Creatives on how to prepare for dinner party season



Top up.

Some people were born to host. At the mere suggestion of a get-together, they’ve mentally drafted a four-course menu with drinks to pair, chosen an appropriately swanky playlist and shucked the oysters. They don’t classify themselves as ‘foodies’, per se – more aesthetically driven, overly generous entertainers. I love being friends with those people.

A couple of years ago, I hosted a ‘dinner party’ (a term I use extremely loosely). It was supposed to be a simple pasta night. When my three guests arrived suspiciously early, I felt the sweat start to pool under my ‘kiss the chef’ apron. My tealights seemed to be giving off a searing heat. How many minutes did the fettuccine need to boil again? Where did we keep the wine glasses? Why is there no music playing? Is everybody having fun?!

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Thankfully, my skills have made a marginal improvement since then. I always know where the wine glasses are! But let’s go back to those naturally gifted hosts, shall we? With the festive period well and truly upon us, I talked to local creatives about dinner party season. Read on for tips, recipes and recommendations.

Patti Chimkire, pastry chef and founder of Mali Bakes


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We love hosting a dinner party in our backyard or on our rooftop in the summertime. My go-to is a simple setting with a white linen tablecloth, fresh flowers and pretty candles from Before March. I like to let the food do the talking!

Seafood is probably what we cook most throughout this time of year. I always start with an antipasto platter, Noisy Ritual Pet Nat and – of course – fresh OYSTERS! I’m also obsessed with cooking crab at the moment. My favourite recipe is crab stew with fennel, tomato, orange, and fresh marjoram served with Israeli couscous salad.

Jamsheed chilled red is absolutely beautiful to have with this dish. Music-wise, we just love a good mix that keeps the party going. I always put on Sasha Marie Radio Chapter 39.


Gemma Leslie, artist and founder of Food For Everyone


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Let’s get together at dusk with some jazz classics and a festive glass of Lambrusco (my favourite is Solar Wines). Make a snack to line the stomach; a toasted baguette with pickled shallot and anchovy will do nicely. We’re making pasta tonight. My guests are helping. Lots of eggs and flour to prep for the pasta.

I pre-make some simple salads and a bolognese sauce. Serve the pasta in the biggest bowl you have. My go-to serving bowl is by Nicola Fasano and my plates are fun and simple Bistro Plates by Food For Everyone. I use Opinel knives, simple silverware forks and Maison de Vacances napkins. A bunch of Parmigiano and basil accompany the main – be generous with both.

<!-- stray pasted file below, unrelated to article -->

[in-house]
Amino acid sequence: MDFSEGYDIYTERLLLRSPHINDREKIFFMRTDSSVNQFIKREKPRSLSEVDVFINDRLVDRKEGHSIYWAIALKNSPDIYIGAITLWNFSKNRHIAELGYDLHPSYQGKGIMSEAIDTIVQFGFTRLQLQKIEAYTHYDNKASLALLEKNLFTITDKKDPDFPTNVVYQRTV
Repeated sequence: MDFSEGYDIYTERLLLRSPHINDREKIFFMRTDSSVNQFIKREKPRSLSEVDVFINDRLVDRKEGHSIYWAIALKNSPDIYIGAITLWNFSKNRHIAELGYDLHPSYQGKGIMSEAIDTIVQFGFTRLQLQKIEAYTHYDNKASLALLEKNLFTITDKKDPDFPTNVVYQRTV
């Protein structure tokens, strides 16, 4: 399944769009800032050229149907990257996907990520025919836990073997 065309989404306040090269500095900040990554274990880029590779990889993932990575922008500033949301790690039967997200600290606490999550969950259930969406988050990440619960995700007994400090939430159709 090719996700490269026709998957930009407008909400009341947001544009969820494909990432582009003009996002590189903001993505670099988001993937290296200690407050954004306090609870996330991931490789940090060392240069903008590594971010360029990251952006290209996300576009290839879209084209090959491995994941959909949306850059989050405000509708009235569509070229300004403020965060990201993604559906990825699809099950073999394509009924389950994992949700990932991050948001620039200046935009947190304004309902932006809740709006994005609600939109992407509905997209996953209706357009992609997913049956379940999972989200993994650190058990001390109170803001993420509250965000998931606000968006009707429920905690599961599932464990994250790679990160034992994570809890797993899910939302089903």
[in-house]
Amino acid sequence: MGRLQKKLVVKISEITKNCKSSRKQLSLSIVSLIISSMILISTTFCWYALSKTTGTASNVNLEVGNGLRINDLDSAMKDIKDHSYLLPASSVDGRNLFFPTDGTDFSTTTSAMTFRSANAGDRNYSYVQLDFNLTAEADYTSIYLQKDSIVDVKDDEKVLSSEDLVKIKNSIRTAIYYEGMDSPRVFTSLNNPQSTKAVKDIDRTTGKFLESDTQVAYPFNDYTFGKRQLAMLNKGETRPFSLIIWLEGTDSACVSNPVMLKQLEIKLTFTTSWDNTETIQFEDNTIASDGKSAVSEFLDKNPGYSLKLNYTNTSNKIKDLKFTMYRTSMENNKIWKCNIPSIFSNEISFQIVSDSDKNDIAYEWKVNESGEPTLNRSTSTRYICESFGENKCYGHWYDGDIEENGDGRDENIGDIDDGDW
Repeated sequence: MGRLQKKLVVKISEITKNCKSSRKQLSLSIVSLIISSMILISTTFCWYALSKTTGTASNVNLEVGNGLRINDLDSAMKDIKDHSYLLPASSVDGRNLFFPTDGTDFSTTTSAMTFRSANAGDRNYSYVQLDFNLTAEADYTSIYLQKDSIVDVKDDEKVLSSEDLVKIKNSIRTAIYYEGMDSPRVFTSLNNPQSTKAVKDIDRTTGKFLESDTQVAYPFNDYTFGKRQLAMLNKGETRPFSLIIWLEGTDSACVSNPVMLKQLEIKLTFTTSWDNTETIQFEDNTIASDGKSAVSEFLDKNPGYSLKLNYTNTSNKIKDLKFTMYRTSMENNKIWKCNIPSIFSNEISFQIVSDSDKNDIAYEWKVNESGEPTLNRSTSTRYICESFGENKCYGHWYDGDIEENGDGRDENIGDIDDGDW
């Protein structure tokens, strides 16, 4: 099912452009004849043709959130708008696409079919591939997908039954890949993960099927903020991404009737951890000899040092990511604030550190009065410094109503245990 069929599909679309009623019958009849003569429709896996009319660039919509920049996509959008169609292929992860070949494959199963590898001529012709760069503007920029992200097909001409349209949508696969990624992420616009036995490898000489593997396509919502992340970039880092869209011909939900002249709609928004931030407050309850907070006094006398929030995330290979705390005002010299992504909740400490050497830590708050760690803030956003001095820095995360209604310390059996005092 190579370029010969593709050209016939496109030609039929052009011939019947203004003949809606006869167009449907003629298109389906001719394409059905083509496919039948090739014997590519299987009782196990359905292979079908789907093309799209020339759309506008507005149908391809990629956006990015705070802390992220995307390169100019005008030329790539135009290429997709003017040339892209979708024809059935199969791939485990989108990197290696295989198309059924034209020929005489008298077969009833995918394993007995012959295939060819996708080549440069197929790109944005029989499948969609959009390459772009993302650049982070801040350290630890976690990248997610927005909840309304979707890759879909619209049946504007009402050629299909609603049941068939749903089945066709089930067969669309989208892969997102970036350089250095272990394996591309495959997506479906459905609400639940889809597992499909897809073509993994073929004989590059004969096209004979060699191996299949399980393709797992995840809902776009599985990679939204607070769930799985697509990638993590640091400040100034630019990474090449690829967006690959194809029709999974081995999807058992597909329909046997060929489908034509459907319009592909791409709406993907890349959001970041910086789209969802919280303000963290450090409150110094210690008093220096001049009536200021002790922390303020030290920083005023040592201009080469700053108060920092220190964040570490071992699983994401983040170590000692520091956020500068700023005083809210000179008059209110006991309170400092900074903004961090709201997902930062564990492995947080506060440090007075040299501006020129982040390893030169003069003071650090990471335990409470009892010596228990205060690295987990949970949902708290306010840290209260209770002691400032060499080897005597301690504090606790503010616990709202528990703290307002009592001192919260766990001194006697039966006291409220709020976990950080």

Summer nights call for simple desserts – cherries on ice with some good quality dark chocolate does the trick. Everything is colourful and simple, which makes me happy! Vino and music are key. Top up.


Paris Zouzounis, cook and creator at Iso Kitchen


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I like to start with a theme, this makes the menu planning smooth and it’s much easier to choose drinks and setting when there’s already a rough guide. Match the music to the vibe you want for the night. And prep food in advance if you can – this lets you actually be present and spend time eating with your guests instead of being stuck in the kitchen.

You don’t need to have fancy skills or be in the kitchen for hours. Jazz up some simple snacks, get fancy with your presentation, play around with serving ware and decorations. I love mismatching old platters from secondhand stores and using old cans and wine bottles as vases and candle holders.

And have something fun on hand to break up the night. I love conversation cards like Reflex or We’re Not Really Strangers!


Ella Taverner, Fashion Journal’s Account Manager


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The easing of restrictions has invited a flurry of excitement into my sharehouse with dinner, drinks and parties finally back on the agenda. Aside from the basics (a clean house and a strong appetite) I always like to create a warm, inviting ambience around the dining table. This typically includes an array of candles, dried flowers and a subtle essential oil burning nearby (my favourite is Le Soir from Maison Balzac).

Most of my friends arrive with wine in hand, but I always like to have some alternative options in the fridge, particularly if we’re eating heavy foods. My go-to is the seltzer range from 5PM Beverages*. They’re super light and crisp while still being full of flavour, and with zero sugar and zero carbs, they tick the box for my more health-conscious friends as well.

The Mixed Pack is a great crowd pleaser with three delicious flavours; Watermelon, Berry Pomegranate and Grapefruit. The perfect combination for the summer season ahead.


Clementine Day, self-taught cook and author of Coming Together

I think my first tip is don’t overthink it. It doesn’t have to be perfect, it’s about spending time together and sharing a meal. And a blooper is always a great laugh, so don’t worry. I try to plan as much of the menu as possible around the people who have dietary requirements – an inclusive menu everyone can eat really helps people to relax and enjoy themselves.